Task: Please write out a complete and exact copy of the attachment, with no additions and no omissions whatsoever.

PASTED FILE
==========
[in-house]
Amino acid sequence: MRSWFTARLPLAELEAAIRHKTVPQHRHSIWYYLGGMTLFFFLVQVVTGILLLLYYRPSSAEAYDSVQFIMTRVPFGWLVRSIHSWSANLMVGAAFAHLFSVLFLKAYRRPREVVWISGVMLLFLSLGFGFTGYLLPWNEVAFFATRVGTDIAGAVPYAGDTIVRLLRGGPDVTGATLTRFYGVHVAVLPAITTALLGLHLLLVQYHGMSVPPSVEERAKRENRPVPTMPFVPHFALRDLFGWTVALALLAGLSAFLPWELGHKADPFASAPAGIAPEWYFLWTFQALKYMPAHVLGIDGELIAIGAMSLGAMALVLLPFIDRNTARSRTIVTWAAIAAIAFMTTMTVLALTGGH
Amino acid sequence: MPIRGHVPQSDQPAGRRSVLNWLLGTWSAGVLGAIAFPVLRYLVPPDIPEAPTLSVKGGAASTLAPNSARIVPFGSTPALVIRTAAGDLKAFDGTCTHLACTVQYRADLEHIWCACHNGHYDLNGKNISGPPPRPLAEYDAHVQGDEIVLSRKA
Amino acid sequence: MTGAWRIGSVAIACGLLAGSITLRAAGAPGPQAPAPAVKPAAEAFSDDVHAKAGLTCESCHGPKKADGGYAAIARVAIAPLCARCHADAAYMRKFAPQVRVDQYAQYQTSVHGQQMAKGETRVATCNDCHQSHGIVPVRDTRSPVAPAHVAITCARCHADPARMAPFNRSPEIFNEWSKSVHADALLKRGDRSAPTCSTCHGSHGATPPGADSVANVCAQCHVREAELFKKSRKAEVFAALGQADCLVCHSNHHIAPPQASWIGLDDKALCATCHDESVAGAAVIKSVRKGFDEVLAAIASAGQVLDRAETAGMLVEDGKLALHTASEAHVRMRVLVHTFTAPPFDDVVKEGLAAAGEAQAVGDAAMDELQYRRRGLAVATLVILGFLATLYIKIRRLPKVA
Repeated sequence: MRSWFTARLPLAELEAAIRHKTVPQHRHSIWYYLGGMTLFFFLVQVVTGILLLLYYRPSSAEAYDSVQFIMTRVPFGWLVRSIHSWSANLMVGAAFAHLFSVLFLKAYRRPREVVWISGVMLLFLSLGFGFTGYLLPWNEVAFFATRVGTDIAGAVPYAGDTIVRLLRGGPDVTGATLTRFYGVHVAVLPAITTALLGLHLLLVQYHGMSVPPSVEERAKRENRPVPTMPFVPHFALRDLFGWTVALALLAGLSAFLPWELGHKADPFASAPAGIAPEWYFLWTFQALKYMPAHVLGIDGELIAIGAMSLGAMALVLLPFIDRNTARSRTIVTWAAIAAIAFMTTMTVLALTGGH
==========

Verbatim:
[in-house]
Amino acid sequence: MRSWFTARLPLAELEAAIRHKTVPQHRHSIWYYLGGMTLFFFLVQVVTGILLLLYYRPSSAEAYDSVQFIMTRVPFGWLVRSIHSWSANLMVGAAFAHLFSVLFLKAYRRPREVVWISGVMLLFLSLGFGFTGYLLPWNEVAFFATRVGTDIAGAVPYAGDTIVRLLRGGPDVTGATLTRFYGVHVAVLPAITTALLGLHLLLVQYHGMSVPPSVEERAKRENRPVPTMPFVPHFALRDLFGWTVALALLAGLSAFLPWELGHKADPFASAPAGIAPEWYFLWTFQALKYMPAHVLGIDGELIAIGAMSLGAMALVLLPFIDRNTARSRTIVTWAAIAAIAFMTTMTVLALTGGH
Amino acid sequence: MPIRGHVPQSDQPAGRRSVLNWLLGTWSAGVLGAIAFPVLRYLVPPDIPEAPTLSVKGGAASTLAPNSARIVPFGSTPALVIRTAAGDLKAFDGTCTHLACTVQYRADLEHIWCACHNGHYDLNGKNISGPPPRPLAEYDAHVQGDEIVLSRKA
Amino acid sequence: MTGAWRIGSVAIACGLLAGSITLRAAGAPGPQAPAPAVKPAAEAFSDDVHAKAGLTCESCHGPKKADGGYAAIARVAIAPLCARCHADAAYMRKFAPQVRVDQYAQYQTSVHGQQMAKGETRVATCNDCHQSHGIVPVRDTRSPVAPAHVAITCARCHADPARMAPFNRSPEIFNEWSKSVHADALLKRGDRSAPTCSTCHGSHGATPPGADSVANVCAQCHVREAELFKKSRKAEVFAALGQADCLVCHSNHHIAPPQASWIGLDDKALCATCHDESVAGAAVIKSVRKGFDEVLAAIASAGQVLDRAETAGMLVEDGKLALHTASEAHVRMRVLVHTFTAPPFDDVVKEGLAAAGEAQAVGDAAMDELQYRRRGLAVATLVILGFLATLYIKIRRLPKVA
Repeated sequence: MRSWFTARLPLAELEAAIRHKTVPQHRHSIWYYLGGMTLFFFLVQVVTGILLLLYYRPSSAEAYDSVQFIMTRVPFGWLVRSIHSWSANLMVGAAFAHLFSVLFLKAYRRPREVVWISGVMLLFLSLGFGFTGYLLPWNEVAFFATRVGTDIAGAVPYAGDTIVRLLRGGPDVTGATLTRFYGVHVAVLPAITTALLGLHLLLVQYHGMSVPPSVEERAKRENRPVPTMPFVPHFALRDLFGWTVALALLAGLSAFLPWELGHKADPFASAPAGIAPEWYFLWTFQALKYMPAHVLGIDGELIAIGAMSLGAMALVLLPFIDRNTARSRTIVTWAAIAAIAFMTTMTVLALTGGH